No drill was going on.

The gang was eating breakfast.

The wife asked her husband to get her more potatoes.

And, after years of repression, he screamed at her, dead seriously, “You get your own G*damn potatoes, b&(*$TCH!”

And then, crickets.

It was amazing you guys.

It was like “Yes…nice try! … but…. Maybe about her maxing out the credit cards and less profanity and more Jesus?”

…can you just get her more potatoes?

I could literally talk about this show for hours and hours, but I want to leave with just a couple remarks.

#1. Address your issues now so you don’t end up like “No More Potatoes Joe”
No one wants to be married to “No More Potatoes Joe.”
#2. If you have a teenager in the house, I would really think this would be a GREAT exercise to watch with them and discuss these episodes. There is SO MUCH content in here about what the world thinks about relationship, verses the TRUTH, verses…oh my gosh so much to talk about. Skip the episode with the sex dolls.

#3.  It’s on Netflix…so…if you liked this blog and wanted to get more “information” and you’re near the end of the vino…. You know what to do.

Oh, What a Savior

The pain that I was going through was real enough. To bring pain upon myself in an attempt to heal pain is one thing. 

When I started perpetuating this mentality onto other people is when I started to know things had to change.

I met a young man named Max. Max took me, like a gentleman, out to lunch on our first date. He even paid! He was an assistant manager at a grocery store down the street from where I worked at a Mexican restaurant in college.  He asked me out, in person, paid for lunch and posted on facebook that he had the best, most wonderful time with me, and THEN sent me a dozen roses to my work thanking me for the opportunity. I had no idea what to do with that at that point.

It was completely and utterly out of context for me.

To be honest, I didn’t think that lunch had gone that well and I wasn’t that attracted to him.

He asked me out a few days later and I said that I had to stay home because the brakes weren’t working correctly in my car and I didn’t feel like I could drive very far safely with them (it was a partial truth). At that point my regard for personal safety was a little hazy. He came to the restaurant the next day with a friend who was also a mechanic and while I was on my shift they fixed my brakes in the parking lot. He wouldn’t even consider allowing me to repay him.

After that, I felt like I kind of had to date him. I mean, c’mon! What a sweetie! But I didn’t recognize the depth of these actions, nor had the ability to appreciate him, nor the things he did for me.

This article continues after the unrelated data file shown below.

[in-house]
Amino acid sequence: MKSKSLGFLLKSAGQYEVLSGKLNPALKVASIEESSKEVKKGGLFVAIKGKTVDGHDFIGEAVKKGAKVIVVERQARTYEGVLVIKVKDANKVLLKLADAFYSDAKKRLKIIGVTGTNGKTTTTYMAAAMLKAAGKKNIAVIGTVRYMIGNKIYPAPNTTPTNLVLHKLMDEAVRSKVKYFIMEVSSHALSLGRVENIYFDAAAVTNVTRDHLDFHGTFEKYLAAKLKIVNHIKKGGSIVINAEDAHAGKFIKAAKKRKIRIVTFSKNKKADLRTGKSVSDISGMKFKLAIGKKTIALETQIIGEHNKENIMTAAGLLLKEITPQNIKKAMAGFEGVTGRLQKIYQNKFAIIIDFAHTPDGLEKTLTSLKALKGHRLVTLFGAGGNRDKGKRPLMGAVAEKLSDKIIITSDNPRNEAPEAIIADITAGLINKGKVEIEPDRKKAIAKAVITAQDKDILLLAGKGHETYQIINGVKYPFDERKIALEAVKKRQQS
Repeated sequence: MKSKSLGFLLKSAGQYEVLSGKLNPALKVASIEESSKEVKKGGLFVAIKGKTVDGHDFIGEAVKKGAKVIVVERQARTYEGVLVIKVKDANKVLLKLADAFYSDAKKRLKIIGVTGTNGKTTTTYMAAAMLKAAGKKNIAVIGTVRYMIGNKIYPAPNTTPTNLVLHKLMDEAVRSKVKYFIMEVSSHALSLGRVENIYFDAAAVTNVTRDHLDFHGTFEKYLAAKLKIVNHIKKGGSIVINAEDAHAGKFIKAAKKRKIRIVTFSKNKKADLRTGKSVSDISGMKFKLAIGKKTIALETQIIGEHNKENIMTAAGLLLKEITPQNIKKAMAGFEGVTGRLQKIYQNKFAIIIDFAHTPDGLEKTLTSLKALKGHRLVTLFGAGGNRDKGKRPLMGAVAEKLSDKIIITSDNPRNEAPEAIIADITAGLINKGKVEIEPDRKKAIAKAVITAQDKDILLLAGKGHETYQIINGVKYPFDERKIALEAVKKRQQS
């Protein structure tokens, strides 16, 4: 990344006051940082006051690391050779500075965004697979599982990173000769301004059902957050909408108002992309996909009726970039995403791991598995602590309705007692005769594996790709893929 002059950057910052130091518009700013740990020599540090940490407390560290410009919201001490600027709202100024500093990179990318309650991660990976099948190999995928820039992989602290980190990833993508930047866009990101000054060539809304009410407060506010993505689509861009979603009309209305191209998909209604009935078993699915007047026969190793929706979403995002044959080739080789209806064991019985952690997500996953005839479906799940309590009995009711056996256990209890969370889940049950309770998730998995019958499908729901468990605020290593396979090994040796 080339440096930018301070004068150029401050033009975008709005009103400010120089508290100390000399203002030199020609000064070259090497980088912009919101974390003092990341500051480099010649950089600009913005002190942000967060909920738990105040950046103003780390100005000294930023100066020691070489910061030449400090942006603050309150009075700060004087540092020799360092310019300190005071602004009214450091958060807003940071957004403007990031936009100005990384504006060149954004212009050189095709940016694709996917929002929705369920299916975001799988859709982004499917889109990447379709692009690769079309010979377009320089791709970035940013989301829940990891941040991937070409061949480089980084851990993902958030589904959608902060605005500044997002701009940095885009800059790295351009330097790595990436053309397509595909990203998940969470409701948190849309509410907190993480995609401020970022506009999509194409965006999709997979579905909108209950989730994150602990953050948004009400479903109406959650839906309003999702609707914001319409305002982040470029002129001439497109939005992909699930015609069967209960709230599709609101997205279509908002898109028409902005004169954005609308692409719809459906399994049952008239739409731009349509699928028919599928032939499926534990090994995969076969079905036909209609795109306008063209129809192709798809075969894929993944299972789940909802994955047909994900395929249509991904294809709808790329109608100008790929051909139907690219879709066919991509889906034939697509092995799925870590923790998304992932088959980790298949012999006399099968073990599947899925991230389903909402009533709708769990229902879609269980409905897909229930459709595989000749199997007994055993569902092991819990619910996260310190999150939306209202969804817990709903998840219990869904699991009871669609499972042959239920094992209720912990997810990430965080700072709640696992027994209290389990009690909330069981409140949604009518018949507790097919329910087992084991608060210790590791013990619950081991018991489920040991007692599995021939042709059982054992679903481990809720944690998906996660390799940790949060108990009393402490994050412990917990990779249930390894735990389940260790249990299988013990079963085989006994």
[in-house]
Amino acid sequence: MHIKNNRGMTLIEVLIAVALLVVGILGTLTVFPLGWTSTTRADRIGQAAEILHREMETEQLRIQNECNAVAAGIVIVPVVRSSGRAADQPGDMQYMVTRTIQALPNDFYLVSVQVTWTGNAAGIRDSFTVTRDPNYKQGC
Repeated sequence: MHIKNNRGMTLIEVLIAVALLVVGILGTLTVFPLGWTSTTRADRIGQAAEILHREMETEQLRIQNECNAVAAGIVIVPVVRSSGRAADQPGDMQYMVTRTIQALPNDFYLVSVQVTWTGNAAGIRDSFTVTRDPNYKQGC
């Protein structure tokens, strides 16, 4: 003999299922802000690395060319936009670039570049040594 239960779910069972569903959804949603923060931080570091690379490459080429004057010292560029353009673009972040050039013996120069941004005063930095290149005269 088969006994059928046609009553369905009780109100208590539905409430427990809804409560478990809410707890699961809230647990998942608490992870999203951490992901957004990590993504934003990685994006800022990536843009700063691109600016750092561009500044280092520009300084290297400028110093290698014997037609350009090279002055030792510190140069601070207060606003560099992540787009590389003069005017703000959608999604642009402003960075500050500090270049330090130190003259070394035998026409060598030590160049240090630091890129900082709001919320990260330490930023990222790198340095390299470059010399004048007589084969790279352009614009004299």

I would use him as a sober driver to parties and then make some excuse (“it’s girls night!”) as to why he couldn’t come with me.

I would make him take me to expensive events like concerts, professional sports games, etc. and just get drunk.

He was a virgin and that totally freaked me out. I wouldn’t engage in sexual activity with him (“my boyfriend” who actually was super awesome) because it just plain weirded me out! I had been so sexually active and I was, usually, so drunk that I just could not deal with that. 

I, underneath all that, knew that I was not the one who he should be engaging in sex with for the first time. I knew that I would not be able to be that person for him.

Because of his infatuation with me, the relationship went on far too long, probably about 5-6 months. I ended up breaking his heart because I just did not have the capacity to even understand what was happening.

I starting thinking something was wrong with him. How could he like me this much? ME.

I tried to prove him wrong. I would get super drunk and act inappropriately with other men in his presence. He always forgave me and blamed in on the alcohol. He tried to help me in every way possible, for NO GOOD REASON.

I still don’t know why that man was so nice to (that) me! What a kind heart! He must have a gift for seeing the good in people. He has a beautiful wife now and I love that. She is absolutely a lucky lady!

Still, Max placed in me a teeny tiny seed of “what if I am worth it?”

And I am forever in gratitude to him for placing that there.

In many ways, Max absolutely saved my life.

He made me take a second look at my drinking habits (the first time I tried to quit was after we broke up).

He showed me what it looked like to stand by someone in their worst (yuck).

And he placed that precious seed.

That maybe, just maybe, there’s someone out there that can love, really love, me.

But before I could appreciate or recognize that, I had to love me.

And the only way that I could love me was to see myself as Jesus saw me, because if I were going to attempt to rationalize why I was worth anyone’s time, even my own time, I was going straight back to the bottle.

Something had to change. Something big. Something real.

Although my path had started aligning me more and more closely with a relationship with Jesus I had to hit absolute rock bottom to get there. 

People who have to learn things the hard way? Right here. This girl.